Description of problem:
redhat-config-xfree86 was completely unable to configure X on my Dell Inspiron 4000.
01:00.0 VGA compatible controller: ATI Technologies Inc Rage Mobility M3 AGP 2x
As a point of reference, this tool has NEVER been able to configure X on my
laptop during the entire tenure of its existence, where Xconfigurator never had
a problem. The lack of a TUI mode for this tool, combined with anaconda's
failure in Phoebe (Bug #80401) to configure X left me with no way to get X
running. This situation is generally unacceptable to the end user.
Version-Release number of selected component (if applicable):
Steps to Reproduce:
1. run redhat-config-xfree86
2. watch it try to configure X, and repeatedly fail.
No way (short of manually hacking the XF86Config file) to get X running on my
Working X configuration, working X.
IMHO, this tool is the worst in the redhat-config-* suite. Whoever wants to take
responsibility for it should take a good hard look at it from a usability
perspective, given that there are situations where its "magic" simply fails.
Using Xconfigurator (or adding an equivalent TUI mode) as a fallback option if
the "magic" autodetection fails would be an adequate solution to this issue.
Do you have any traceback info?
I don't have that exact laptop, but my Compaq Presario 1700T laptop at home has
a Rage Mobility P/M AGP 2x (rev 64), which sounds similar although not
identical. redhat-config-xfree86 works ok on that laptop.
Also, can you try redhat-config-xfree86-0.7.1-1 out of Rawhide and see how that
goes? I recently took ownership of this package and I am trying to give it more
attention than it has received in the past. The code has changed a lot since
There's not time to add a TUI mode for GinGin, but I'd like to do that for the
Is there time to reinclude Xconfigurator? The guts of that application (hwdata,
kudzu) are still present, it should work with little effort. That way, if
redhat-config-xfree86 is not successful, it could print a little message for the
user like "I was not able to configure X Windows. You may want to try using
Xconfigurator to manually configure X Windows."
I'll get a more specific debug tonight, and I'll try the new package.
I really don't want to include Xconfigurator again. The right answer is to fix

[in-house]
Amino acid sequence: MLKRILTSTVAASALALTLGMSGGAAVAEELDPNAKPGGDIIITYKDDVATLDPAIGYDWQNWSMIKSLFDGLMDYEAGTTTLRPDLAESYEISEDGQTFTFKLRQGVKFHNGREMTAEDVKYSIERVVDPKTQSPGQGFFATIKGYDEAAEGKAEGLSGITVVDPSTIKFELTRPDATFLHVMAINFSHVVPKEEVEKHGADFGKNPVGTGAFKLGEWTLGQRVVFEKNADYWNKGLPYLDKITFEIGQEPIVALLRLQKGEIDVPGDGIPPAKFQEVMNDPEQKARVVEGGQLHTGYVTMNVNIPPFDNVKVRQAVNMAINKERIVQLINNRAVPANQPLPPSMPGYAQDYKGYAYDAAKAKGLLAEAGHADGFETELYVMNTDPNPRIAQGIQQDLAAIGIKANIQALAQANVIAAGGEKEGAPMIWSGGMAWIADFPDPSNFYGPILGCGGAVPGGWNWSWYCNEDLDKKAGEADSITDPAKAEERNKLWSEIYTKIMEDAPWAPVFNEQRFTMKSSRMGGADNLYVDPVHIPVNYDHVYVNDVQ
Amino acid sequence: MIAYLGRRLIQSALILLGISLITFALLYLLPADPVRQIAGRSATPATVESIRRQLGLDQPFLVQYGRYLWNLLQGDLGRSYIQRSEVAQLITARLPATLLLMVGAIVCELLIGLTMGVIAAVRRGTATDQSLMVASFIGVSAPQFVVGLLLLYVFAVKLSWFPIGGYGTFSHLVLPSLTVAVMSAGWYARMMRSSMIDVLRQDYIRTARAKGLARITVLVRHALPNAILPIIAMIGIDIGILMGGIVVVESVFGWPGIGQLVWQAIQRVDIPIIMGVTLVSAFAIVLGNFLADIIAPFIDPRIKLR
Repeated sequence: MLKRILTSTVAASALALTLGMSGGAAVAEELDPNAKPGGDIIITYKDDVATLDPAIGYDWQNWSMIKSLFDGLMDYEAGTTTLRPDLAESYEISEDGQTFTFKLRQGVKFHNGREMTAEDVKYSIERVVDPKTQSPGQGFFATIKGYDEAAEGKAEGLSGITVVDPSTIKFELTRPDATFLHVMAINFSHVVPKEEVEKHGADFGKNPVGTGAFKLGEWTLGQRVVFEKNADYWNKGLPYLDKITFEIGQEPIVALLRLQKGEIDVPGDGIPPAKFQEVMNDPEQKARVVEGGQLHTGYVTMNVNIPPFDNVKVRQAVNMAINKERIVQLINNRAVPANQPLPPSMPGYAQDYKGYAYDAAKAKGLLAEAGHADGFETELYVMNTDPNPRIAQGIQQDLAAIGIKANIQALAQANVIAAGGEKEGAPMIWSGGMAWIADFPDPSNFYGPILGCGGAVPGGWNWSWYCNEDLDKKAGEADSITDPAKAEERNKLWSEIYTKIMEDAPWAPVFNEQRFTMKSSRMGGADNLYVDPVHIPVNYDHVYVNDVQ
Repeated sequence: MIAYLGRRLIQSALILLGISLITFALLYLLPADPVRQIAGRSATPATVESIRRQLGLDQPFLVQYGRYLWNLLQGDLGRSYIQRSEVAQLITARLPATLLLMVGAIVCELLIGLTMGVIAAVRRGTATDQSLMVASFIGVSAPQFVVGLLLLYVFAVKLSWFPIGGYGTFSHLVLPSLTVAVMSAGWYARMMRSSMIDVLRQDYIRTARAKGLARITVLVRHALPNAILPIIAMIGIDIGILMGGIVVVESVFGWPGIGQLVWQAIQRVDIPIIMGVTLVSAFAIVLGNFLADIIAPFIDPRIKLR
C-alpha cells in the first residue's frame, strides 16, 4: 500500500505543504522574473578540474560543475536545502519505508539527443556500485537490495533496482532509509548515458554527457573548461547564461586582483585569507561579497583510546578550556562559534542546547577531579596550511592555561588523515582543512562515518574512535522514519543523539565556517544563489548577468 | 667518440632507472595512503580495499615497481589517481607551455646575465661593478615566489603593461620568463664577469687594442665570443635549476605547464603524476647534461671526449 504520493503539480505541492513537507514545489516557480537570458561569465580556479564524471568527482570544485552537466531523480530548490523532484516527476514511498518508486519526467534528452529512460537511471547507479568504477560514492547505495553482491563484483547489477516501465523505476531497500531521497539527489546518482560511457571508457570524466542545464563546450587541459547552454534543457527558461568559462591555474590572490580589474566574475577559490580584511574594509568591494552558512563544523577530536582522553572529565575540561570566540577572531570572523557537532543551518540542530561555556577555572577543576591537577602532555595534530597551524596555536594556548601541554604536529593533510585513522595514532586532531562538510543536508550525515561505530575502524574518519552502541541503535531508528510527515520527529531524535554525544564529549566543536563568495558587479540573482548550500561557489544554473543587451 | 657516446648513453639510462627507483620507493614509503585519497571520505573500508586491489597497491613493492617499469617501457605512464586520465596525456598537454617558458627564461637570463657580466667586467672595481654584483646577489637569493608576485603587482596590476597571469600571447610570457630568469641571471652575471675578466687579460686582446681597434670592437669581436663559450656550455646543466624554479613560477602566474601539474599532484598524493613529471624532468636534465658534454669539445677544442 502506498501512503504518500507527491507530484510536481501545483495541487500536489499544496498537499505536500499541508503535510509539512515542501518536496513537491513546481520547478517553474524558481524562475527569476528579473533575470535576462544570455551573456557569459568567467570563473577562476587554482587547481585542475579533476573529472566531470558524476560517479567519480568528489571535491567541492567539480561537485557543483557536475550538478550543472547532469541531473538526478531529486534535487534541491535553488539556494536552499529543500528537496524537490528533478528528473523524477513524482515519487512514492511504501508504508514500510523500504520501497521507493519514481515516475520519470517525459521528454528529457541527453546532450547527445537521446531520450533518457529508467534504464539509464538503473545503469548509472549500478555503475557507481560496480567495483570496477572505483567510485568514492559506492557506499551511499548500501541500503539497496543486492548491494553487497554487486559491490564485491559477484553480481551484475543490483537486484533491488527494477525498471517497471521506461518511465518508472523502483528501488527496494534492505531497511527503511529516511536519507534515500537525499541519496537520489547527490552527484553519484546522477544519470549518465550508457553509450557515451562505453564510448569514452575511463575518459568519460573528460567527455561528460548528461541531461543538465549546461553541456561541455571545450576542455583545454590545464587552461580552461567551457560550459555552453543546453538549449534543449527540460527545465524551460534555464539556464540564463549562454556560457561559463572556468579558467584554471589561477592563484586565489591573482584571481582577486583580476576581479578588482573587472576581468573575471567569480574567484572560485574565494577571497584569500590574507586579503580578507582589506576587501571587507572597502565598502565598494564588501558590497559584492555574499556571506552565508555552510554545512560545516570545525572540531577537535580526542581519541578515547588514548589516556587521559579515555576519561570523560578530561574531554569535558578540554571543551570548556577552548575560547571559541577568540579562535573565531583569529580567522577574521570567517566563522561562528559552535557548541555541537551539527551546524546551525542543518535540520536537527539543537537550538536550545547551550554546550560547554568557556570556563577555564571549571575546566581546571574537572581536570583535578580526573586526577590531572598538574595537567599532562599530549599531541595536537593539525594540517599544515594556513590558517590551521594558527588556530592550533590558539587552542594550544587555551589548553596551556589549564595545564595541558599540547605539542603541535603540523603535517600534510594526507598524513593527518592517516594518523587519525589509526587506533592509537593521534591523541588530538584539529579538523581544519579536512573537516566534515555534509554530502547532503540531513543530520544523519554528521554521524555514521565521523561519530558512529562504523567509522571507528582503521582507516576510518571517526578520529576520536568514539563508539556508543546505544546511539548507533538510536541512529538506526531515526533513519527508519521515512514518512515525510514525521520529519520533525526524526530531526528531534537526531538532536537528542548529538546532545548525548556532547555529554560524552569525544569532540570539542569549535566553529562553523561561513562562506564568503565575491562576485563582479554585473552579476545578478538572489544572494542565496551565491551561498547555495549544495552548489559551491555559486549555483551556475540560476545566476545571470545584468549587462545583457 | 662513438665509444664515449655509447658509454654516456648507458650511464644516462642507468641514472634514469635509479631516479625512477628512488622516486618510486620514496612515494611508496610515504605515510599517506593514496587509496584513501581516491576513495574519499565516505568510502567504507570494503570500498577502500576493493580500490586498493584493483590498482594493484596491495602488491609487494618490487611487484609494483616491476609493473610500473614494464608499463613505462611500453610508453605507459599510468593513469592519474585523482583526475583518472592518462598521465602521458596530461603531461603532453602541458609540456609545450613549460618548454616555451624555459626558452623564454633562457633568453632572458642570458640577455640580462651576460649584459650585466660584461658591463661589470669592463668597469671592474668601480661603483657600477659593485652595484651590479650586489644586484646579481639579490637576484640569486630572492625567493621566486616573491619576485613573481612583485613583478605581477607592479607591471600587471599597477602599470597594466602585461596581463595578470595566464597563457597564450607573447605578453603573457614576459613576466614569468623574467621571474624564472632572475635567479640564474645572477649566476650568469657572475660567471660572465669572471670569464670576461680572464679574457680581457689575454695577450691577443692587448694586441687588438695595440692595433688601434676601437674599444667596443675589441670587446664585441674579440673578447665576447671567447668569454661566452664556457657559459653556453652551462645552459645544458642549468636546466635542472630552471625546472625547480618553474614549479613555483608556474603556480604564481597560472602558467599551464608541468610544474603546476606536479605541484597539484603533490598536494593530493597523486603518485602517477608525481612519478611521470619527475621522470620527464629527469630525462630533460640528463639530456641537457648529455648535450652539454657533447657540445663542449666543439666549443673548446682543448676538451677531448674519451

redhat-config-xfree86. Although Xconfigurator has a text interface, it had
plenty of open bugs against it when it was decommissioned. We don't have the
resources to maintain two X tools since we can barely maintain one. Bringing it
back now would be a nightmare.
I assure you, Xconfigurator is totally, completely, irrevocably removed
from Red Hat Linux, and will not return, ever.
As Brent says, redhat-config-xfree86 is what we ship now, and we want
bug reports for things that do not work.
If anyone adds Xconfigurator, I'll make sure an rpm -e Xconfigurator is
executed from within the X server binary at startup.
redhat-config-xfree86-0.7.1-3 out of rawhide correctly detects and probes X on
my laptop. :)
I've got a new Sony VAIO R505G laptop, and even the latest Rawhide
redhat-config-xfree86 is unable to autodetect the LCD display. (I've been able
to use the generic laptop 1024x768 option, though.)
(Also, ddcprobe does not return the monitor type.)
For cases where the monitor type is not autodetected, I'd be very happy if the
installer queried for the monitor type as soon as possible.
(Since ddc doesn't work, how can LCD monitor type be determined? Is it
impossible, or is something just waiting to get implemented?)
jsk29: some LCD's cannot be probed with ddcprobe, usually ones with laptops.
Most flatpanel monitors these days can be probed, like my Dell 1702FP at home,
but laptop screens must do something different at the hardware level.
Apparently X has some way of probing these kinds of monitors, but this probing
is not (as far as I know) made available to programs other than X via an API.
We are investigating ways to try to go about this, whether that's parsing the
output of the X.log when starting X fails (this logfile usually contains the
probing information) or whether it means pulling the actual probing code out of
X itself. I can't promise that we'll have this fixed for the next release, but
we're definately aware of the problem.
The general methods for probing LCD's in no particular order are:
1) DDC probe
2) BIOS calls
3) BIOS snooping
4) ACPI info
The only one that is very reliable is DDC, however DDC is not implemented
on a large number of LCD panels, which sucks. Furthermore, the other 3
methods are rather extremely hardware dependant and not very reliable.
Windows has a bit of an advantage here, because a laptop comes with driver
disks, .INF files, etc. specifically designed for that laptop / LCD, which
inform Windows of what it needs to know, in addition to the various
probing techniques. We unfortunately (the open source community) do not
enjoy these luxuries yet.
Thanks for the rundown Mike, that was very useful. If I can be of any help
learning how to identify the VAIO R505G displays, let me know.
I had figured that the preinstalled drivers were giving Windows an unnatural
advantage. Hopefully someday Sony will decide to Red Hat certify all of their
laptop hardware. :)